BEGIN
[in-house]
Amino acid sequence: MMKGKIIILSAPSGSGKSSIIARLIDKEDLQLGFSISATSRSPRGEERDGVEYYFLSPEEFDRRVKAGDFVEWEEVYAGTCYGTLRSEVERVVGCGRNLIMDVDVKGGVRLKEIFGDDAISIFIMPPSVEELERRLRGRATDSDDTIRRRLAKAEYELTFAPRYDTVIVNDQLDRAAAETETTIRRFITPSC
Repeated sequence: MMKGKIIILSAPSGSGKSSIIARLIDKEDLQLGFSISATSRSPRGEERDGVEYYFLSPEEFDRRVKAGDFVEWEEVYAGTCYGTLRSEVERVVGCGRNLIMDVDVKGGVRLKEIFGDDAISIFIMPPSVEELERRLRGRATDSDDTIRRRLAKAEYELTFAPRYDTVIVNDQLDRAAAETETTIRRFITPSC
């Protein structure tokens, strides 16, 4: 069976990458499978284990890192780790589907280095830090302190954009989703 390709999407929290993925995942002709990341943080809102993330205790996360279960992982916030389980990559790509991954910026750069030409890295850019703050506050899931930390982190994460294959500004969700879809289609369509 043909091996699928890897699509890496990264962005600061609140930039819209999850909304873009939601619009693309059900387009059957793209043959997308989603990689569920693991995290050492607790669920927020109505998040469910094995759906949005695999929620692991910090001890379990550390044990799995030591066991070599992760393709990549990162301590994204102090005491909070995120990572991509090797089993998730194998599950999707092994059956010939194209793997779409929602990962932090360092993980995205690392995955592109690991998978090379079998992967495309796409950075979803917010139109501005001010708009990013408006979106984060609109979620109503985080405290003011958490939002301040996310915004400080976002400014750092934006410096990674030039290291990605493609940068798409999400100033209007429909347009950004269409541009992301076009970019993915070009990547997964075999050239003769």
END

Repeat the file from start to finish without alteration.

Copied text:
[in-house]
Amino acid sequence: MMKGKIIILSAPSGSGKSSIIARLIDKEDLQLGFSISATSRSPRGEERDGVEYYFLSPEEFDRRVKAGDFVEWEEVYAGTCYGTLRSEVERVVGCGRNLIMDVDVKGGVRLKEIFGDDAISIFIMPPSVEELERRLRGRATDSDDTIRRRLAKAEYELTFAPRYDTVIVNDQLDRAAAETETTIRRFITPSC
Repeated sequence: MMKGKIIILSAPSGSGKSSIIARLIDKEDLQLGFSISATSRSPRGEERDGVEYYFLSPEEFDRRVKAGDFVEWEEVYAGTCYGTLRSEVERVVGCGRNLIMDVDVKGGVRLKEIFGDDAISIFIMPPSVEELERRLRGRATDSDDTIRRRLAKAEYELTFAPRYDTVIVNDQLDRAAAETETTIRRFITPSC
């Protein structure tokens, strides 16, 4: 069976990458499978284990890192780790589907280095830090302190954009989703 390709999407929290993925995942002709990341943080809102993330205790996360279960992982916030389980990559790509991954910026750069030409890295850019703050506050899931930390982190994460294959500004969700879809289609369509 043909091996699928890897699509890496990264962005600061609140930039819209999850909304873009939601619009693309059900387009059957793209043959997308989603990689569920693991995290050492607790669920927020109505998040469910094995759906949005695999929620692991910090001890379990550390044990799995030591066991070599992760393709990549990162301590994204102090005491909070995120990572991509090797089993998730194998599950999707092994059956010939194209793997779409929602990962932090360092993980995205690392995955592109690991998978090379079998992967495309796409950075979803917010139109501005001010708009990013408006979106984060609109979620109503985080405290003011958490939002301040996310915004400080976002400014750092934006410096990674030039290291990605493609940068798409999400100033209007429909347009950004269409541009992301076009970019993915070009990547997964075999050239003769």